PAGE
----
We have lots of people bidding up the price of properties closer to downtown where people want to live. Valuable units that could satisfy demand on the margin are given away at effectively subsidized rates. Eventually somebody says uncle (or doesn't have a rich uncle) and they move further from downtown - driving up the prices in that outer area to boot. This affordable housing shell game is a charade for politicians to claim they are doing something for the middle class when the real winners are the landlords.

Simply charge the market rent, have zoning that makes development profitable and the market will take care of it. If you really want to live downtown, but can't afford a place, you make the decision between a smaller, more convenient apartment or something bigger and less convenient. The "affordable" charade just drives up costs by limiting supply in the area where it's built and pushes people on the margin to rent at higher prices in less desirable places - it's a lose/lose.

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what's wrong with mattapan?

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there are some nice houses there - plus you're close to blue hills, and restaurants in lower mills and roslindale... one of the few close-in areas where you can still get a nice-size house with a yard for not a lot of money.

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Nothing

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Just the furthest spot I could think of from downtown but still in Boston.

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Not well connected to downtown

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Sure, the 21 and 31 will get you to Forest Hills, and some day the commuter rail station on Blue Hill Ave will begin to be built, but wouldn't it be easier to just live by Forest Hills and skip the bus part of the commute. The high speed trolley is cool, but that's still a 2 seat ride, and if you work in Back Bay or the LMA, that's more headaches every day.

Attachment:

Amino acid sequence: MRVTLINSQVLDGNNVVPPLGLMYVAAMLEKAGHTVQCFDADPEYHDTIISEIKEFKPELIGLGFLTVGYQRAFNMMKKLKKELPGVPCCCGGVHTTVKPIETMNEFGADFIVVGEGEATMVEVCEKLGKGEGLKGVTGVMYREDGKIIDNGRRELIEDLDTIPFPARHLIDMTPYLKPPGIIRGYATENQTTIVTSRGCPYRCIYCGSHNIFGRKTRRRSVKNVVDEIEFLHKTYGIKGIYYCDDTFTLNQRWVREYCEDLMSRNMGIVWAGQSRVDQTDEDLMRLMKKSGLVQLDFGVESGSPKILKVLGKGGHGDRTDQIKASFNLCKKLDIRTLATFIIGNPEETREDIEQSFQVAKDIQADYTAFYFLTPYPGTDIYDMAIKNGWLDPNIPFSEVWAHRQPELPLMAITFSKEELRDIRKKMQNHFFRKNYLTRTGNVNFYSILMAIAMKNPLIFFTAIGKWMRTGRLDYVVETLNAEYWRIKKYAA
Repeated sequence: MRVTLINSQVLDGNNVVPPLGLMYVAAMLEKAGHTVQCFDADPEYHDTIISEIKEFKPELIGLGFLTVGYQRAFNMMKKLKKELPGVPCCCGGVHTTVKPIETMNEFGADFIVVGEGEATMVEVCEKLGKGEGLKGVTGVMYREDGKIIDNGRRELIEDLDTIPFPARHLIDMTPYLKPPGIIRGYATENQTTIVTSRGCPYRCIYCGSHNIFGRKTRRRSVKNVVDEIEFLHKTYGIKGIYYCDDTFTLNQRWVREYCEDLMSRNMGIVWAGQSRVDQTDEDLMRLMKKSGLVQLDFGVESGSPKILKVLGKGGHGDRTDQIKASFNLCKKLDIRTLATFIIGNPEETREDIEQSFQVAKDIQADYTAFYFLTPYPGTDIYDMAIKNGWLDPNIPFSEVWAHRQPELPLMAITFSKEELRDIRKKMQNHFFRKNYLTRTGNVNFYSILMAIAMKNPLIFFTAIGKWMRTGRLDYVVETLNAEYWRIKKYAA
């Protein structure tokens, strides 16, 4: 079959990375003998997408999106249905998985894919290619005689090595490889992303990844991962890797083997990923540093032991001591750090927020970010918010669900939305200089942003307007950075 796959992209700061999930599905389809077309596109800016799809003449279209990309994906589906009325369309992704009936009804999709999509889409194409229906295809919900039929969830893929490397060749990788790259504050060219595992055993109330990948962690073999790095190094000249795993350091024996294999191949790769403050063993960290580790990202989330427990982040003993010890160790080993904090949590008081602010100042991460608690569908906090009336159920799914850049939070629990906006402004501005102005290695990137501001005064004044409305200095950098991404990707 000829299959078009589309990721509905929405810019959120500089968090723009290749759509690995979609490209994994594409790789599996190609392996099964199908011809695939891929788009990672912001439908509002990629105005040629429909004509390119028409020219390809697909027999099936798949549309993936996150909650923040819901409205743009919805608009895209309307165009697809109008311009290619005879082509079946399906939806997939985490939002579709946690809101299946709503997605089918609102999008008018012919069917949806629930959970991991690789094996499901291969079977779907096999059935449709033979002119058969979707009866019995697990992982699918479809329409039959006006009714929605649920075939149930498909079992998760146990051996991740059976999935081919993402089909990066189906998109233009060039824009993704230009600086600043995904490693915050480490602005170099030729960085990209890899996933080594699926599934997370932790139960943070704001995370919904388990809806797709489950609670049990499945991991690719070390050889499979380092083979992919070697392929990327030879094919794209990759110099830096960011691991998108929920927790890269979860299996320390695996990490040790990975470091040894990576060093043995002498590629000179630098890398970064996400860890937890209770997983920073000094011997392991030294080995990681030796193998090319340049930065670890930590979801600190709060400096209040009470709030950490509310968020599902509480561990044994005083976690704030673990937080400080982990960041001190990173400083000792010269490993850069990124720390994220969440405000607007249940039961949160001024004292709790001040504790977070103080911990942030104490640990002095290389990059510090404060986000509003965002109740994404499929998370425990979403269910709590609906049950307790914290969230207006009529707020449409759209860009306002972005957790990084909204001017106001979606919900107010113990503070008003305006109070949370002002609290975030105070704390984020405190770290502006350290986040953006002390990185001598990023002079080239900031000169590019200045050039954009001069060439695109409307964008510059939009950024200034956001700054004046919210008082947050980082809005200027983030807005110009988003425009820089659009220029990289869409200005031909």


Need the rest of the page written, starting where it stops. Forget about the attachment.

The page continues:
Hyde Park at least has quick connections via the Hyde Park commuter rail station (not Fairmont, commuter rail troll)

Other than that, Mattapan is great. I ran over to the Neponset River Trail via River Street the other day. It's nice, but out there.

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I can't believe what's-her

I can't believe what's-her-face, the know it all from that inconsequential m town, hasn't chimed in yet with her usual b.s. telling everyone in Boston how we should live.

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"inconsequential m town"

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"inconsequential m town"

No need to be a snob. It doesn't help you at all.

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couple gripes about this project

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there are actually three buildings as part of the proposal - the self-storage facility is this hideous suburban strip mall thing (they could do something interesting with the skin - like this)- and the washington street mixed-use building looks like it was designed by a first year architecture student. the rendering of the building adam posted and the "future SW corridor bike path extension" are the two nice things about this project.

the townhouse project on parcel U looks a lot nicer - except they haven't resolved the train track side.

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Is there much demand for self

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Is there much demand for self-stotage in the area? There may be, I genuinely don't know. I used to live on Brookside, not far from the self-storage place on Boylston & Washington, and it did seem to be pretty busy. Having said that, they advertise a lot, so I assume they're not at capacity.

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It's cuz

The apartments will be so tiny the residents will have to put their furniture in storage.

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Good God you're all a bunch of compainers!!

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I live in the neighborhood and have been to several of the meetings about this development and have even met the developers. They have been responsive to the community about all sorts of requests, adding in community meeting space, community gardens, etc. and being open to locals' requests about the types of retailers that will be included.

And for the record, whatever weird baggage you carry around about people who live in JP, there isn't any NIMBYism going on. This development has so far been welcomed by the immediate surrounding neighbors who have been actively involved in making sure that this makes sense from a long-term perspective.

While the neighbors don't necessarily love the idea of the storage facility, the developers' primary business is storage facilities so it's the main anchor of the development and can't be changed.

At this rate ANYthing is better than the monstrosity of the building that is there now and we're happy about it.

So PLEASE stop complaining on our behalf. We're quite happy, thankyouverymuch.

I love this site and the service that Adam provides for Bostonians but dear god I could do with about half of the asshat comments that accompany nearly every story. NOBODY CARES WHAT YOU THINK! Go troll Reddit or something.